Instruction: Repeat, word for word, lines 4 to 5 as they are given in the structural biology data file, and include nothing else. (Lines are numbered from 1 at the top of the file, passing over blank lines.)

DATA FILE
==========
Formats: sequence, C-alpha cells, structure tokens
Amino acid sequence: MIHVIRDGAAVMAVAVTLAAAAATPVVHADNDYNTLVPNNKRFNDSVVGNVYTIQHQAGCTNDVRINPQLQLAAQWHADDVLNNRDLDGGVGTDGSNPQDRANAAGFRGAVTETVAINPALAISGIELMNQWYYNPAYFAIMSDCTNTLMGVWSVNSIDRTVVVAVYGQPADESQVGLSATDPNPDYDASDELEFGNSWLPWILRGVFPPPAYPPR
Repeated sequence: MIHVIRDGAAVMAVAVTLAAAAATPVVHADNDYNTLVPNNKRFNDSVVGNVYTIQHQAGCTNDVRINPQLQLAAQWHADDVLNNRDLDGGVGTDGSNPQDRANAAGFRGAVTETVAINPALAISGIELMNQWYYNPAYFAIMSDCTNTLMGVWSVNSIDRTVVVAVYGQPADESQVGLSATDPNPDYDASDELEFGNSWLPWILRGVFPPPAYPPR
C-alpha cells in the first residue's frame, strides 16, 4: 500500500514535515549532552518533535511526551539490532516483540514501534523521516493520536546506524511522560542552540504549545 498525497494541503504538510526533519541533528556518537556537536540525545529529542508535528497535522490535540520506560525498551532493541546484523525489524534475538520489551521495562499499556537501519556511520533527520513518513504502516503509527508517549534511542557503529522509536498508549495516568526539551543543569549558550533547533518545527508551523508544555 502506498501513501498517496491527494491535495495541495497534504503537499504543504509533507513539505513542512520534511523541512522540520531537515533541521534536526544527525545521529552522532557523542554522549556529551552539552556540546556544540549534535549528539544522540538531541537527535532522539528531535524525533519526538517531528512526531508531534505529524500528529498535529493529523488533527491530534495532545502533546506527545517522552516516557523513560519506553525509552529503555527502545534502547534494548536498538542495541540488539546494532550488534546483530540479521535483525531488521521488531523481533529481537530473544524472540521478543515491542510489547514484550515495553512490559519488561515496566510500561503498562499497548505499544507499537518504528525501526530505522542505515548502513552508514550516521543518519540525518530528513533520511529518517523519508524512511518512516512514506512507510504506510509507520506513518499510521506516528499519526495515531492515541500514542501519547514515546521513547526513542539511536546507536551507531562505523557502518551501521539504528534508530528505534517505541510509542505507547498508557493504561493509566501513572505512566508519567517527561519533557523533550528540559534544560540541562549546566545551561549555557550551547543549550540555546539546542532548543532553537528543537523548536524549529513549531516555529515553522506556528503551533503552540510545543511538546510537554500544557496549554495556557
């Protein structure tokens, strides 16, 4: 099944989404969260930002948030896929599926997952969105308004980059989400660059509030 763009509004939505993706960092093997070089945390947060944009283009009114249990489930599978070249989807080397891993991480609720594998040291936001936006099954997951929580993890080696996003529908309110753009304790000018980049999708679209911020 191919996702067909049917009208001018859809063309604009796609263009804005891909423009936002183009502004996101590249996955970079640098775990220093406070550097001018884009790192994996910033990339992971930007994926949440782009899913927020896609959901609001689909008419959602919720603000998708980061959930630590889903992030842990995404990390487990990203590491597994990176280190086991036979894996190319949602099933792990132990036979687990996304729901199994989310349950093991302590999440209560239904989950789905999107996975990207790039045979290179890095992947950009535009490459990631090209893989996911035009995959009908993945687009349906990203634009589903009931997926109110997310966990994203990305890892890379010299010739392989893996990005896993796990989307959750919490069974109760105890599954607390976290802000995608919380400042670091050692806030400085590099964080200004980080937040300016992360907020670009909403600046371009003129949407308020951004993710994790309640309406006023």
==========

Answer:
C-alpha cells in the first residue's frame, strides 16, 4: 500500500514535515549532552518533535511526551539490532516483540514501534523521516493520536546506524511522560542552540504549545 498525497494541503504538510526533519541533528556518537556537536540525545529529542508535528497535522490535540520506560525498551532493541546484523525489524534475538520489551521495562499499556537501519556511520533527520513518513504502516503509527508517549534511542557503529522509536498508549495516568526539551543543569549558550533547533518545527508551523508544555 502506498501513501498517496491527494491535495495541495497534504503537499504543504509533507513539505513542512520534511523541512522540520531537515533541521534536526544527525545521529552522532557523542554522549556529551552539552556540546556544540549534535549528539544522540538531541537527535532522539528531535524525533519526538517531528512526531508531534505529524500528529498535529493529523488533527491530534495532545502533546506527545517522552516516557523513560519506553525509552529503555527502545534502547534494548536498538542495541540488539546494532550488534546483530540479521535483525531488521521488531523481533529481537530473544524472540521478543515491542510489547514484550515495553512490559519488561515496566510500561503498562499497548505499544507499537518504528525501526530505522542505515548502513552508514550516521543518519540525518530528513533520511529518517523519508524512511518512516512514506512507510504506510509507520506513518499510521506516528499519526495515531492515541500514542501519547514515546521513547526513542539511536546507536551507531562505523557502518551501521539504528534508530528505534517505541510509542505507547498508557493504561493509566501513572505512566508519567517527561519533557523533550528540559534544560540541562549546566545551561549555557550551547543549550540555546539546542532548543532553537528543537523548536524549529513549531516555529515553522506556528503551533503552540510545543511538546510537554500544557496549554495556557
């Protein structure tokens, strides 16, 4: 099944989404969260930002948030896929599926997952969105308004980059989400660059509030 763009509004939505993706960092093997070089945390947060944009283009009114249990489930599978070249989807080397891993991480609720594998040291936001936006099954997951929580993890080696996003529908309110753009304790000018980049999708679209911020 191919996702067909049917009208001018859809063309604009796609263009804005891909423009936002183009502004996101590249996955970079640098775990220093406070550097001018884009790192994996910033990339992971930007994926949440782009899913927020896609959901609001689909008419959602919720603000998708980061959930630590889903992030842990995404990390487990990203590491597994990176280190086991036979894996190319949602099933792990132990036979687990996304729901199994989310349950093991302590999440209560239904989950789905999107996975990207790039045979290179890095992947950009535009490459990631090209893989996911035009995959009908993945687009349906990203634009589903009931997926109110997310966990994203990305890892890379010299010739392989893996990005896993796990989307959750919490069974109760105890599954607390976290802000995608919380400042670091050692806030400085590099964080200004980080937040300016992360907020670009909403600046371009003129949407308020951004993710994790309640309406006023």